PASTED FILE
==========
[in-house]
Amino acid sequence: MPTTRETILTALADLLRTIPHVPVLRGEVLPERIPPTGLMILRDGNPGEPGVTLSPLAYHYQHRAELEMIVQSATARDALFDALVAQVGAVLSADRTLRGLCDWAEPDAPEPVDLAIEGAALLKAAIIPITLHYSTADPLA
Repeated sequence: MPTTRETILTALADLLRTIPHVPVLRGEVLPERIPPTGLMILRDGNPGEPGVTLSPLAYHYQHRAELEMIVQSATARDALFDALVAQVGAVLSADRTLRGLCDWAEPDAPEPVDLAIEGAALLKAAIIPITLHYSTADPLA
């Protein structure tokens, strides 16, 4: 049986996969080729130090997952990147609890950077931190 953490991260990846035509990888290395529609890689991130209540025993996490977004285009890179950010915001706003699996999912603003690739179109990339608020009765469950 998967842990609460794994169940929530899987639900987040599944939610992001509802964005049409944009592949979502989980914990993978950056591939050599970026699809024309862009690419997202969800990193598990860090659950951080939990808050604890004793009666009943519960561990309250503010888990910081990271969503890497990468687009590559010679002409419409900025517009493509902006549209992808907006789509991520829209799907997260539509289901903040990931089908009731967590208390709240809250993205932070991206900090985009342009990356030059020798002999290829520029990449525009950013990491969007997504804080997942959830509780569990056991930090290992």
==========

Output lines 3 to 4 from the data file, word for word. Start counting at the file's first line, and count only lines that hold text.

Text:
Repeated sequence: MPTTRETILTALADLLRTIPHVPVLRGEVLPERIPPTGLMILRDGNPGEPGVTLSPLAYHYQHRAELEMIVQSATARDALFDALVAQVGAVLSADRTLRGLCDWAEPDAPEPVDLAIEGAALLKAAIIPITLHYSTADPLA
């Protein structure tokens, strides 16, 4: 049986996969080729130090997952990147609890950077931190 953490991260990846035509990888290395529609890689991130209540025993996490977004285009890179950010915001706003699996999912603003690739179109990339608020009765469950 998967842990609460794994169940929530899987639900987040599944939610992001509802964005049409944009592949979502989980914990993978950056591939050599970026699809024309862009690419997202969800990193598990860090659950951080939990808050604890004793009666009943519960561990309250503010888990910081990271969503890497990468687009590559010679002409419409900025517009493509902006549209992808907006789509991520829209799907997260539509289901903040990931089908009731967590208390709240809250993205932070991206900090985009342009990356030059020798002999290829520029990449525009950013990491969007997504804080997942959830509780569990056991930090290992």